San Juan Citizens Alliance v. United States Department of Interior et al

Filing 52

ORDER Concerning Motions for Summary Judgment. Granting 42 Motion for Summary Judgment; Denying 45 Motion for Summary Judgment. By Judge Robert E. Blackburn on 09/30/2014.(athom, )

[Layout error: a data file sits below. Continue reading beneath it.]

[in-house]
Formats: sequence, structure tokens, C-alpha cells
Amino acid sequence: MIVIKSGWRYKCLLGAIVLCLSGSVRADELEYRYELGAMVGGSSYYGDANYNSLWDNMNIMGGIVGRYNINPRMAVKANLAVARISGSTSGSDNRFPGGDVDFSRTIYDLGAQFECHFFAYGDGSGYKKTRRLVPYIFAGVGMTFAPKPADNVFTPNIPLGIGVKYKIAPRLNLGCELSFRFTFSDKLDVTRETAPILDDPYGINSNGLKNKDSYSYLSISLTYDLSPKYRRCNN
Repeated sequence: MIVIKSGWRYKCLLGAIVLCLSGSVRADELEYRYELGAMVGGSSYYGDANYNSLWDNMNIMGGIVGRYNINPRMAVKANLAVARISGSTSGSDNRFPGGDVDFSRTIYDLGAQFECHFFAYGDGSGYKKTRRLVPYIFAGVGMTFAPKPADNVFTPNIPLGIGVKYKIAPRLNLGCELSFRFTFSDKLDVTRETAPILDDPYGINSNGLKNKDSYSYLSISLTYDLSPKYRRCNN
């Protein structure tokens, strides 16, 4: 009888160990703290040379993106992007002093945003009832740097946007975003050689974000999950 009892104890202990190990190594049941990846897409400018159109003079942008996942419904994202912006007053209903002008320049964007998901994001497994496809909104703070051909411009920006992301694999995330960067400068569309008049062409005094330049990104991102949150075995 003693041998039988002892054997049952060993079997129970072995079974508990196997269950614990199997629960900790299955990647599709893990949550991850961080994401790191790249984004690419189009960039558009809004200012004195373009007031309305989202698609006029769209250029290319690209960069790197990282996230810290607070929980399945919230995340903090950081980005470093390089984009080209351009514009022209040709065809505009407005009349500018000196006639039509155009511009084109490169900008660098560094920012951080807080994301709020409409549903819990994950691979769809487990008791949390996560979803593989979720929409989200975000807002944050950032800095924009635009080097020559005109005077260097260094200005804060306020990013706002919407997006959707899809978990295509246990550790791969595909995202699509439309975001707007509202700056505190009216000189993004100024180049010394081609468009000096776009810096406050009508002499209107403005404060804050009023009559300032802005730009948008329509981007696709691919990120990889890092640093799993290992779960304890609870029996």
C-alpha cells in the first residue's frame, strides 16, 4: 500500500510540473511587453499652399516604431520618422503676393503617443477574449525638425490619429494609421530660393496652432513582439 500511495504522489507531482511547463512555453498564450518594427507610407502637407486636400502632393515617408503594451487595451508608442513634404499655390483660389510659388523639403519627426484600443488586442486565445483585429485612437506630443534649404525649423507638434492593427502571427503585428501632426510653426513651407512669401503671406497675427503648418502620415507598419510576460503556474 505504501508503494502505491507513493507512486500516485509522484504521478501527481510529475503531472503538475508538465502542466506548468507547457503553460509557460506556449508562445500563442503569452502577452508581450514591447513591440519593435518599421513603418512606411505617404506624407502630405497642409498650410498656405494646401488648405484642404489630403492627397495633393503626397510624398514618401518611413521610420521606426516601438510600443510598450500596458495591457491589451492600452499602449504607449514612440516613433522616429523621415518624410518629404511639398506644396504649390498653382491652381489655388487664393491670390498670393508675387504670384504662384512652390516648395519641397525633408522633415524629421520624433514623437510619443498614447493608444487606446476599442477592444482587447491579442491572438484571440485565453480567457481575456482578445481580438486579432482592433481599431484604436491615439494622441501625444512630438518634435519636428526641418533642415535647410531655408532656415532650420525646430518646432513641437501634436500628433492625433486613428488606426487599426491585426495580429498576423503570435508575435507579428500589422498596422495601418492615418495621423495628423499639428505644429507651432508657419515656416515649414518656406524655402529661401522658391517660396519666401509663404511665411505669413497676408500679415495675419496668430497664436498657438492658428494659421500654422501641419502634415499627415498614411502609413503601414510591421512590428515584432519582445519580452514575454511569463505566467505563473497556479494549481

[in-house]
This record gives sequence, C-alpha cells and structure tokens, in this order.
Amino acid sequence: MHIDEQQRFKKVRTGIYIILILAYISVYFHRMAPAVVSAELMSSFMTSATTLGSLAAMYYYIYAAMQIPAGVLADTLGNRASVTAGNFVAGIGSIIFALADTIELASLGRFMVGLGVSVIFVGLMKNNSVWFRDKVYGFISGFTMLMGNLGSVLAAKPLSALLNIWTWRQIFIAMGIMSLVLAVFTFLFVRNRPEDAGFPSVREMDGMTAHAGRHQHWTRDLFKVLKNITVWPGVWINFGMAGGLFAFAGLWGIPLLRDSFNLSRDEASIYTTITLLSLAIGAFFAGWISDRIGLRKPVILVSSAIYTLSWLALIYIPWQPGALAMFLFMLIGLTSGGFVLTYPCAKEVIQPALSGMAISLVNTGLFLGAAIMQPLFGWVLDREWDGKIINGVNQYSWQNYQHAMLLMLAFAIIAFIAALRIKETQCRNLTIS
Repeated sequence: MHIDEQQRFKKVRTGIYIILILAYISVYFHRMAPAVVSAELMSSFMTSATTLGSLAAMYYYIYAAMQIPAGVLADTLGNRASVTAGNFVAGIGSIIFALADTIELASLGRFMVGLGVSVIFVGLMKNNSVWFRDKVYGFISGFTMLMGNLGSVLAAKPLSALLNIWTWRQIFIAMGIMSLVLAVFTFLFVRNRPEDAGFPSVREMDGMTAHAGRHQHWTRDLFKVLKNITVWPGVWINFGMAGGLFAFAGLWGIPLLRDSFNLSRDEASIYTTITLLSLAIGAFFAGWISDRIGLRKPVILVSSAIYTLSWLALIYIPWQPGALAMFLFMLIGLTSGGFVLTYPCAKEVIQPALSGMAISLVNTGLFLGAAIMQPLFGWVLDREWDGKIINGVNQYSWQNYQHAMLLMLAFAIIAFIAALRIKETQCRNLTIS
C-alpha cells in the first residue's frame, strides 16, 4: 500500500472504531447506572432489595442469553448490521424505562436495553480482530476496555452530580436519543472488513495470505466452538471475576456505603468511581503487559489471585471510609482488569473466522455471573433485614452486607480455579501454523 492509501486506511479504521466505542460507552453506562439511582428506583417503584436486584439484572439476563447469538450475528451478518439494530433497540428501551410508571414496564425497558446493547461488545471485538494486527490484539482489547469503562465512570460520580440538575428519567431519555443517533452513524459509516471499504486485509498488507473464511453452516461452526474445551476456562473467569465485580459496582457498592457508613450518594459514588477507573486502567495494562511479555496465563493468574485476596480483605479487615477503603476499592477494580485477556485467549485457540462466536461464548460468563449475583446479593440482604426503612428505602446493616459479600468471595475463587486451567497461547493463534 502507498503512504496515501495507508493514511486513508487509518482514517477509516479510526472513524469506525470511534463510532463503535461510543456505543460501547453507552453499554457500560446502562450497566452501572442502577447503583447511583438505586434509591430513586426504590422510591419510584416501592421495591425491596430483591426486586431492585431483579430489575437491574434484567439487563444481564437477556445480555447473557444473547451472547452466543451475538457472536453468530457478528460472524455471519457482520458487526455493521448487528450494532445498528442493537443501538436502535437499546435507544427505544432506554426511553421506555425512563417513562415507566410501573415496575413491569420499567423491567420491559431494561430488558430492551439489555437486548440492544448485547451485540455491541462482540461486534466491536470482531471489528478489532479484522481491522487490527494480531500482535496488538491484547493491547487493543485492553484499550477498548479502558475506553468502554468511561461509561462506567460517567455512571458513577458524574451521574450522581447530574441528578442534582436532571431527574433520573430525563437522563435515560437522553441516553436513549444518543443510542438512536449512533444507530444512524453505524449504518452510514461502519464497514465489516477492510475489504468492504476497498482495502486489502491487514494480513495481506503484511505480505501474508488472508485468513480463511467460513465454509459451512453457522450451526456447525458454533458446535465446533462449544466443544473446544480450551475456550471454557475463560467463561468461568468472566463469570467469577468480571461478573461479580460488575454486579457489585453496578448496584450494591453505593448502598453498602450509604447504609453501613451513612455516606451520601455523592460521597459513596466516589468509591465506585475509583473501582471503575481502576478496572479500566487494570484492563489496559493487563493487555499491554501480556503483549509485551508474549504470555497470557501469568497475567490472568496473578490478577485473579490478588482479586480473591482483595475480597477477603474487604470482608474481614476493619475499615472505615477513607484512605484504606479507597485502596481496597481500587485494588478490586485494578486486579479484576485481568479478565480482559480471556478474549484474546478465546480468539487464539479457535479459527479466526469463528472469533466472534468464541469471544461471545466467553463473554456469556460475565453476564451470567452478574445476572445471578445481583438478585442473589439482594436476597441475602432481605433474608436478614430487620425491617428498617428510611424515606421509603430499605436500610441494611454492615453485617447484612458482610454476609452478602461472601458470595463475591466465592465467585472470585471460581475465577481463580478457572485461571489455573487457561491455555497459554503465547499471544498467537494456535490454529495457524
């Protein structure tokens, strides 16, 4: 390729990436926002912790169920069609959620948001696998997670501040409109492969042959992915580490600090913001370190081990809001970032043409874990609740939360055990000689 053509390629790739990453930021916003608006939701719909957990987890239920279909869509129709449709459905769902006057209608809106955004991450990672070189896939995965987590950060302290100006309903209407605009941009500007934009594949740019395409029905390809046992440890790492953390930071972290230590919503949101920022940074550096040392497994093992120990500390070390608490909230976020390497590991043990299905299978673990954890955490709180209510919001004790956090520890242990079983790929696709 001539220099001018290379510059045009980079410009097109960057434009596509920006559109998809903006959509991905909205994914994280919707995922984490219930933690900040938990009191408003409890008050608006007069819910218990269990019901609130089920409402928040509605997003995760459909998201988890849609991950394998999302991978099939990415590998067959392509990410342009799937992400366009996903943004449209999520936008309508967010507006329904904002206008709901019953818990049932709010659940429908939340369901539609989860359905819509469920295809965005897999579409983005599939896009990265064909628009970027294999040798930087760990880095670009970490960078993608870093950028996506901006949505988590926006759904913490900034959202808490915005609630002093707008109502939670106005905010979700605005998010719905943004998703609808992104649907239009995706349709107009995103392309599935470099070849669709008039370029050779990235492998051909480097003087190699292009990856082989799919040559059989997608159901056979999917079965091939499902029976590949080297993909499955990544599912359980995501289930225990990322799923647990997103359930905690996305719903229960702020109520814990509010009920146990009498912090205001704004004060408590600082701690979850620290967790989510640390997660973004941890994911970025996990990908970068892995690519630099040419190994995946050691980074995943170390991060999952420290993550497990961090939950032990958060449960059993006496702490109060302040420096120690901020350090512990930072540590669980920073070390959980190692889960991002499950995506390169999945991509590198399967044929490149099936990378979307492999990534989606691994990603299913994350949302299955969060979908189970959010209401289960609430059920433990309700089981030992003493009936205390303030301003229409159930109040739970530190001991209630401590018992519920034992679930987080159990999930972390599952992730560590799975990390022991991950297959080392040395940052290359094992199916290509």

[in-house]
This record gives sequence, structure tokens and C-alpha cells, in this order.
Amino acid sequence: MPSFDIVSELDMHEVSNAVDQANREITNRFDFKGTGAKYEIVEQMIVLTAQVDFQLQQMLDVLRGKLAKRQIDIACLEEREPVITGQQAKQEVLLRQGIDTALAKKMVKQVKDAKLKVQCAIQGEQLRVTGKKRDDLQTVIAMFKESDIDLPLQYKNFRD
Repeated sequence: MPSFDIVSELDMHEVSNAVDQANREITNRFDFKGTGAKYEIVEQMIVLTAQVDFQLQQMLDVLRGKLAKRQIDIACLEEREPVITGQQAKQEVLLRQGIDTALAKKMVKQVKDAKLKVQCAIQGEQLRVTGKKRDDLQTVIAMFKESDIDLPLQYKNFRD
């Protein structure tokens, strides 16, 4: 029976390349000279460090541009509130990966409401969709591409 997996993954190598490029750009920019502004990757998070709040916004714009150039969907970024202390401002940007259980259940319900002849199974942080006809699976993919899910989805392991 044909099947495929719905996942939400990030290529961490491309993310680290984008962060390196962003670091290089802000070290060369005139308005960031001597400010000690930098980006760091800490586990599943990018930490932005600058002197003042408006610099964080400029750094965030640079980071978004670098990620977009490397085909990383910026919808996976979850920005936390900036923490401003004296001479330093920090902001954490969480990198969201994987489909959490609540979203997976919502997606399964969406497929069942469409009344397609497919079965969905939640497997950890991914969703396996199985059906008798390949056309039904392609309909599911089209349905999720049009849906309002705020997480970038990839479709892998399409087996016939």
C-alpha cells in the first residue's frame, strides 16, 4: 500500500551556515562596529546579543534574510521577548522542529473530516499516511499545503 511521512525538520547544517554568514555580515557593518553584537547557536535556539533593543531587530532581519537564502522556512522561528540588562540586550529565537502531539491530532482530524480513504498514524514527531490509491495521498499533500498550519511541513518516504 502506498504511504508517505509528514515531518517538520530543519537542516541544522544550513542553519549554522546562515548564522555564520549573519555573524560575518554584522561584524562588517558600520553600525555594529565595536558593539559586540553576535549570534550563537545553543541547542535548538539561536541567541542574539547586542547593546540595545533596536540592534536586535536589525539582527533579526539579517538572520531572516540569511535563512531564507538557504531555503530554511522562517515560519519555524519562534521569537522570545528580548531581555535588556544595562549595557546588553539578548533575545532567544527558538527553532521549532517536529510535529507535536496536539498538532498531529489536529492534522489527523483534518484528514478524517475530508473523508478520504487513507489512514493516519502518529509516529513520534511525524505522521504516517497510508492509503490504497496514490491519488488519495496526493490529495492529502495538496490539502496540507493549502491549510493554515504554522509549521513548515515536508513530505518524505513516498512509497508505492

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IN THE UNITED STATES DISTRICT COURT FOR THE DISTRICT OF COLORADO Judge Robert E. Blackburn Civil Action No. 13-cv-02466-REB-KMT SAN JUAN CITIZENS ALLIANCE, Plaintiff, v. UNITED STATES DEPARTMENT OF THE INTERIOR, an agency of the United States, UNITED STATES BUREAU OF LAND MANAGEMENT, an agency within the United States Department of the Interior, Defendants. ORDER CONCERNING MOTIONS FOR SUMMARY JUDGMENT Blackburn, J. This matter is before me on the following: (1) the defendants’ Motion for Summary Judgment [#42]1 filed February 26, 2014; (2) the Plaintiff’s Cross-Motion for Summary Judgment and Response To Defendant’ Motion for Summary Judgment [#45] filed March 24, 2014. The defendants filed a response [#47] to the motion of the plaintiff, and both the plaintiff and the defendants filed replies [#48 & #49] in support of their motions. I grant the motion of the defendants and deny the motion of the plaintiff. I. JURISDICTION I have jurisdiction over this case under 28 U.S.C. XX 1331 (federal question) and 5 U.S.C § 552(a)(4)(B) (Freedom of Information Act). 1 “[#42]” is an example of the convention I use to identify the docket number assigned to a specific paper by the court’s case management and electronic case filing system (CM/ECF). I use this convention throughout this order. II. STANDARD OF REVIEW Summary judgment is proper when there is no genuine dispute as to any material fact and the movant is entitled to judgment as a matter of law.2 FED. R. CIV. P. 56(a); Celotex Corp. v. Catrett, 477 U.S. 317, 322, 106 S.Ct. 2548, 2552, 91 L.Ed.2d 265 (1986). A dispute is “genuine” if the issue could be resolved in favor of either party. Matsushita Electric Industrial Co., Ltd. v. Zenith Radio Corp., 475 U.S. 574, 586 (1986); Farthing v. City of Shawnee, 39 F.3d 1131, 1135 (10th Cir. 1994). A fact is “material” if it might reasonably affect the outcome of the case. Anderson v. Liberty Lobby, Inc., 477 U.S. 242, 248 (1986); Farthing, 39 F.3d at 1134. A party who does not have the burden of proof at trial must show the absence of a genuine issue of fact. Concrete Works, Inc. v. City & County of Denver, 36 F.3d 1513, 1517 (10th Cir. 1994), cert. denied, 115 S.Ct. 1315 (1995). By contrast, a movant who bears the burden of proof must submit evidence to establish every essential element of its claim or affirmative defense. See In re Ribozyme Pharmaceuticals, Inc. Securities Litigation, 209 F.Supp.2d 1106, 1111 (D. Colo. 2002). In either case, once the motion has been properly supported, the burden shifts to the nonmovant to show by tendering depositions, affidavits, and other competent evidence that summary judgment is not proper. Concrete Works, 36 F.3d at 1518. All evidence must be viewed in the light most favorable to the party opposing the motion. Simms v. Oklahoma ex rel Department of Mental Health and Substance Abuse 2 The issues raised by and inherent to the motions for summary judgment are fully briefed, obviating the necessity for evidentiary hearing or oral argument. Thus, the motions stand submitted on the papers. Cf. FED. R. CIV. P. 56(a). Geear v. Boulder Cmty. Hosp., 844 F.2d 764, 766 (10th Cir.1988) (holding that any hearing requirement for summary judgment motions is satisfied by court's review of documents submitted by parties). 2 Services, 165 F.3d 1321, 1326 (10th Cir.), cert. denied, 120 S.Ct. 53 (1999). However, conclusory statements and testimony based merely on conjecture or subjective belief are not competent summary judgment evidence. Rice v. United States, 166 F.3d 1088, 1092 (10th Cir.), cert. denied, 120 S.Ct. 334 (1999). III. FACTS The plaintiff, San Juan Citizens Alliance (SJCA), submitted a request under the Freedom of Information Act (FOIA), 5 U.S.C. § 552, to the United States Bureau of Land Management (BLM). The Western Environmental Law Center made the submission on behalf of SJCA. [#45-1]3. The SJCA sought documents known as expressions of interest (EOI) submitted to the BLM as part of a sale of oil and gas leases announced by the BLM. As part if its response to the FOIA request, the BLM released documents related to an EOI submitted by Mark A. O’Neal and Associates (O’Neal). Out of the 38 pages produced, one of these pages was O’Neal’s cover e-mail introducing the EOI. O’Neal’s client was copied via e-mail on the EOI, and the cover page included the email address of O’Neal’s client. The sole issue in this case is whether the e-mail address of O’Neal’s client was withheld properly from disclosure by the BLM under Exemption 4 of the FOIA. The redacted document disclosed by the BLM in response to the FOIA request is shown in Exhibit 10 [#42-10] to the BLM motion for summary judgment. After receiving the FOIA request of SJCA and other requests, the BLM sent a letter [#42-3] to Helen Hoffpauir, an O-Neal representative, concerning the FOIA requests. Under regulations of the Department of Interior, the BLM must notify private 3 I reference exhibits included with the motions for summary judgment by the docket number of the exhibit, e.g., [#45-1]. 3 parties about potentially confidential commercial or financial information which may be disclosed in response to a FOIA request. O’Neal responded and objected to the release of O’Neal’s information. [#42-4]. The BLM requested more information from O’Neal. [#42-5]. O’Neal objected to release of its client’s e-mail address, which it equated with a release of the identity of its client. [#42-7 & #42-8]. In an e-mail sent June 14, 2013, O’Neal noted that the “EOI in question was submitted in 2011, when the BLM was operating under the former regulations that assured submitter confidentiality until after a lease sale was completed.” [#42-8], p. 3. In its final response, BLM redacted the e-mail address of O’Neal’s client under Exemption 4 of the FOIA. [#42-9 & #42-10]. SJCA filed an administrative appeal. During that appeal, the BLM sought additional information from O’Neal relevant to Exemption 4. SJCA sought to compel a response to it’s appeal from the BLM. Affidavit [#45-1], ¶ 10. The BLM did not issue a decision, and SJCA then filed this case. Id., ¶ 11. The information sought by SJCA has not been released. IV. FOIA & EXEMPTION 4 The FOIA was enacted “to pierce the veil of administrative secrecy and to open agency action to the light of public scrutiny.” Dep't of Air Force v. Rose, 425 U.S. 352, 361 (1976). Congress recognized that an open government ensures accountability through transparency, and that an informed citizenry is “vital to the functioning of a democratic society.” N.L.R.B. v. Robbins Tire & Rubber Co., 437 U.S. 214, 242 (1978). “FOIA is . . . a means for citizens to know what their Government is up to. This phrase should not be dismissed as a convenient formalism. It defines a structural necessity in a real democracy.” Nat'l Archives & Records Admin. v. Favish , 541 4 U.S. 157, 171 - 172 (2004) (internal citations and quotations omitted). FOIA’s plain language requires that an agency of the federal government disclose documents and information to any person, except when the document falls under a specifically enumerated exemption. See 5 U.S.C. § 552(a)(3)(A) (“each agency, upon any request for records…shall make the records promptly available to any person.”). FOIA exemptions “must be construed narrowly, in such a way as to provide the maximum access consonant with the overall purpose of the Act.” Vaughn v. Rosen, 484 F.2d 820, 823 (D.C. Cir. 1973), cert. denied, 415 U.S. 977 (1974). The burden is on the government to justify its decision to withhold or redact documents. Johnson v. United States Department of Justice, 739 F.2d 1514, 1516 (10th Cir. 1984); Lacefield v. United States, 1993 WL 268392 at *2 (D. Colo. March 10, 1993). To meet this burden, the government may not rely on conclusory assertions, but “must prove that each document that falls within the class requested either has been produced, is unidentifiable, or is wholly exempt from the [FOIA's] inspection requirements.” Lacefield, 1993 WL 268392 at *2 (quoting Perry, 684 F.2d at 126). It may do so by providing affidavits or declarations that specify “the documents and the justifications for nondisclosure with reasonably specific detail, demonstrate that the information withheld logically falls within the claimed exemption, and are not controverted by either contrary evidence in the record nor by evidence of agency bad faith.” Military Audit Project v. Casey, 656 F.2d 724, 738 (D.C. Cir. 1981); see also Badalamenti v. United States Department of State, 899 F.Supp. 542, 546 (D. Kan. 1995). Such affidavits are afforded a presumption of good faith, absent concrete evidence to the contrary. See SafeCard Services, Inc. v. Securities & Exchange Commission, 926 F.2d 1197, 1200 (D.C. Cir. 1991); Board of County 5 Commissioners of Kane County v. Department of the Interior of the U.S., 2007 WL 2156613 at *6 (D. Utah July 26, 2007). In any FOIA action challenging an agency decision to withhold records, the district court reviews de novo the agency's decision not to disclose. Herrick v. Garvey, 298 F.3d 1184, 1189 (10th Cir. 2002). Exemption 4 of FOIA exempts from release under FOIA “trade secrets and commercial or financial information obtained from a person and privileged or confidential.” 5 U.S.C. § 552(b)(4). Exemption 4 is unique because it requires the government to account for the interests of third parties by asking for their input when it decides to release or withhold information in response to FOIA requests. See 43 C.F.R. Part 2, Subpart F; National Parks & Conservation Ass’n v. Morton, 498 F.2d 765, 767 (D.C. Cir. 1974) (“The exemption . . . is intended to protect interests of both the Government and the individual.”). Information falls within Exemption 4 only of the information is (1) a trade secret or (2) information which is (a) commercial or financial, (b) obtained from a person, and (c) privileged or confidential. Anderson v. Department of Health and Human Services, 907 F.2d 936, 943 - 945 (10th Cir. 1990). V. ANALYSIS In the present case, there is no contention that the e-mail address at issue is a trade secret. In addition, there is no dispute that the e-mail address was obtained from a person, Mark A. O’Neal and Associates. Thus, the dispute focuses on whether the email address is commercial or financial information and whether it is privileged or confidential. A. Commercial or Financial Information A private entity may show that information is commercial or financial, for the purpose of Exemption 4, by showing that it has a "commercial interest" in the 6 information at issue. Baker & Hostetler LLP v. U.S. Dept. of Commerce, 473 F.3d 312, 319 (D.C. Cir. 2006). In its affidavit [#42-15], and in its administrative submissions to the BLM, O’Neal maintains survigrously that the identity of its client, which can be discerned from the e-mail address in question, is commercial information. Referring to itself as MAO, O’Neil represents: MAO is a land services firm that is employed by oil and gas companies as an intermediary broker for the express purpose of maintaining the confidentiality of its client’s area of interest from the public and its competitors. Ensuring client confidentiality by conducting its leasing efforts in a discrete manner is an integral aspect of the services MAO provides. Affidavit [#42-15], ¶ 6. “Clients hire MAO as a lease broker to avoid disclosure of their identity, which may have a significant economic and competitive impact upon the lease parcels of interest to the client. Specifically, the disclosure of this information may result in greater competition and increased lease acquisition costs.” Id., ¶ 7. In this context, the only reasonable conclusion is that O’Neal has a commercial interest in the identity of its client, including the e-mail address in question. Thus, I conclude that this information is commercial information. B. Privileged or Confidential Information Examining Exemption 4 in National Parks & Conservation Ass’n v. Morton, 498 F.2d 765 (D.C. Cir. 1974), the court held: (C)ommercial or financial matter is “confidential” for purposes of the exemption if disclosure of the information is likely to have either of the following effects: (1) to impair the Government's ability to obtain necessary information in the future; or (2) to cause substantial harm to the competitive position of the person from whom the information was obtained. 7 498 F.2d at 770 (footnote omitted). Applying the National Parks definition in Critical Mass Energy Project v. Nuclear Regulatory Comm’n, the D.C. Circuit held that information submitted voluntarily is confidential under Exemption 4 if it is “of a kind that would customarily not be released to the public by the person from whom it was obtained.” 975 F.2d 871, 879 (D.C. Cir. 1992) (en banc). This is a reduced threshold for demonstrating that information is confidential. The Critical Mass court found that the government has an interest in encouraging the voluntary submission of information. 975 F.2d at 879. In addition, the Critical Mass court found that when information is submitted voluntarily, “the presumption is that [government’s] interest will be threatened by disclosure as the persons whose confidences have been betrayed will, in all likelihood, refuse further cooperation.” Id. As SJCA notes, many courts have criticized the voluntary versus involuntary distinction made in Critical Mass. See, e.g., N.Y. Public Interest Research Group v. EPA, 249 F. Supp. 2d 327, 335-36 (S.D.N.Y. 2003) (“Adoption of the Critical Mass standard would result in too liberal a test for confidentiality . . . There is no reason to believe that Congress intended to distinguish between voluntary and compelled submissions.”); Comdisco, Inc. v. Gen. Servs. Admin., 864 F. Supp. 510, 517 (E.D. Va. 1994) (“It is doubtful that the Fourth Circuit would be persuaded to embrace the Critical Mass standard with respect to voluntary submissions.”); Dow Jones Co., Inc. v. F.E.R.C., 219 F.R.D. 167, 178 (C.D. Cal. 2003) (“Although defendant urges this Court to adopt Critical Mass, the Court believes that the holding therein is not consistent with Ninth Circuit jurisprudence, nor with the purposes of Congress in enacting FOIA, which mandates the courts to favor disclosure to serve the public interest. The Court also notes that the test set forth in Critical Mass has not been adopted by any Circuit other 8 than the District of Columbia Circuit and has been the subject of criticism by some courts.”). Nevertheless, in Utah v. U.S. Dept. Of Interior, the United States Court of Appeals for the Tenth Circuit said: “The first step in an Exemption Four analysis is determining whether the information submitted to the government agency was given voluntarily or involuntarily.” 256 F.3d 967, 969 (10th Cir. 2001) (citing Critical Mass, 975 F.2d at 878 - 879). In Utah, the parties agreed that the information in question was submitted involuntarily. Thus, the court applied the National Parks test rather than the Critical Mass test. to date, the Tenth Circuit has not applied the Critical Mass test to information found to have been submitted voluntarily. In the present case, O’Neal was not required to submit the e-mail address in question with its EOI. Thus, the e-mail address was submitted voluntarily, though possibly inadvertently. On that basis, the government argues that the relaxed standard of Critical Mass is applicable here. The SJCA argues that the Tenth Circuit has not explicitly adopted the Critical Mass standard and that it should not be adopted, based on the reasons cited by the courts who have criticized Critical Mass. Based on the record in this case, I find and conclude that the BLM has shown that release of the e-mail address would cause substantial harm to the competitive position of O’Neal, the person from whom the information was obtained. Thus I conclude that BLM has satisfied the National Parks test. Of course, the result would be the same under the relaxed standard of Critical Mass. Because the Critical Mass standard would not lead to a different result, I need not determine if that standard applies in this case. The government has satisfied the more stringent National Parks test. 9 Under the substantial harm prong of National Parks, the party seeking to invoke Exemption 4 must show “actual competition and the likelihood of substantial competitive injury” caused by the release of the information at issue. Utah v. U.S. Dept. Of Interior, 256 F.3d at 970. Conclusory and generalized allegations of substantial competitive harm are not sufficient. Id. “(A)ctual economic harm need not be proved; evidence demonstrating the existence of potential economic harm is sufficient.” Id. In Utah, affidavits from two individuals describing competitors and substantial competitive injury were found to be sufficient. Id. at 970 - 971. In its affidavit [#42-15], and in its administrative submissions to the BLM, O’Neal consistently has said that disclosure of the identity of its client, which can be discerned from the e-mail address in question, is likely to cause commercial injury to O’Neal. Referring to itself as MAO, O’Neal says: “MAO’s business relationship with its client and all other oil and gas companies depends upon the confidentiality afforded to each company’s identity and business prospects by MAO.” Affidavit [#42-15], ¶ 11. “MAO is a privately held company. The value of the company is based upon our ability to execute according to client expectations. The release of MAO’s client identity will permanently harm our relationship with the client and substantially undermine industry confidence in MAO’s ability to function as a discrete and confidential professional land services company.” Id., ¶ 12. “If BLM releases MAO’s client email address, it is expected that MAO will suffer substantial economic and financial harm from lost business, resulting from the client’s inability to use MAO as an intermediary to protect its operational interests and from MAO’s severely damaged reputation as a reliable and discrete land services broker.” Id., ¶ 13. O’Neal painted essentially the same picture 10 when providing information to the BLM about the FOIA requests tied to the EOI. [#42-4, #42-7 & #42-8]. In the view of SJCA, the O’Neal affidavit [#42-15] and related documents do not establish substantial competitive harm. SJCA contends that the affidavit is conclusory and fails to specify a realistic risk of competitive harm. Releasing the e-mail address, SJCA asserts, will identify a party likely to participate in the sale of a lease, but that information will not be of substantial assistance to the unidentified competitors of O’Neal in the world of oil and gas leases. SJCA notes that there is no indication that this information will permit competitors to undercut bids made by O’Neil’s client. Further, SJCA notes that competition in bidding “advances the purpose of getting a fair price for a lease of publicly owned minerals.” Citizens for a Healthy Community v. U.S. Dep’t of Interior, No. 12-cv-01661-RPM (D. Colo. February 13, 2013). SJCA also notes that O’Neal states that release of the e-mail address could result in the loss of a client, may increase leasing costs, and would allow others to benefit from the front-end research of its client. These contentions, SJCA contends, are vague and are not sufficient to show substantial economic harm. While O’Neal does address in its submissions competition for leases on government land, the primary harm it asserts is loss if the particular client at issue here and, possibly, other clients who learn of the breach of client confidentiality. The O’Neal affidavit is not conclusory. It identifies specific relevant facts, specific economic harms, and the mechanism by which release of the information in question is likely to cause those economic harms. As in Utah, here the statements of individuals who operate the business of O’Neal describing the competitive environment and likely substantial competitive injury are sufficient to establish substantial economic injury. Utah, 256 F.3d 11 at 970 - 971. Further, although O’Neal has not shown that it is certain to suffer economic harm if the information is released, it has shown a significant potential for economic harm. the showing is sufficient for the purposes of Exemption 4. Id. at 970. VI. CONCLUSION & ORDERS Exemption 4 of the FOIA exempts from release under FOIA “commercial or financial information obtained from a person and privileged or confidential.” 5 U.S.C. § 552(b)(4). FOIA exemptions must be construed narrowly to provide the maximum access to information, consistent with the overall purpose of the FOIA. The burden is on the government to justify its decision to withhold or redact documents. In this case, the government has met its burden to establish that Exemption 4 is applicable to the information redacted by the BLM. The evidence in the record shows that the information in question is confidential commercial information obtained from a person. Under Exemption 4 of the FOIA, the BLM properly may withhold the information sought by the SJCA. THEREFORE, IT IS ORDERED as follows: 1. That the defendants’ Motion for Summary Judgment [#42] filed February 26, 2014, is GRANTED; 2. That the Plaintiff’s Cross-Motion for Summary Judgment and Response To Defendant’ Motion for Summary Judgment [#45] filed March 24, 2014, is DENIED; 3. That the claim of the plaintiff under the Freedom of Information Act, stated in the complaint [#1], is DISMISSED with prejudice; 4. That JUDGMENT SHALL ENTER in favor of the defendants, the United States Department of the Interior, an agency of the United States, and the United States 12 Bureau of Land Management, an agency within the United States Department of the Interior; 4. That the defendants are AWARDED their costs to be taxed by the clerk of the court under FED. R. CIV. P. 54(d)(1) and D.C.COLO.LCivR 54.1; and 5. That this case is DISMISSED. Dated September 30, 2014, at Denver, Colorado. BY THE COURT: 13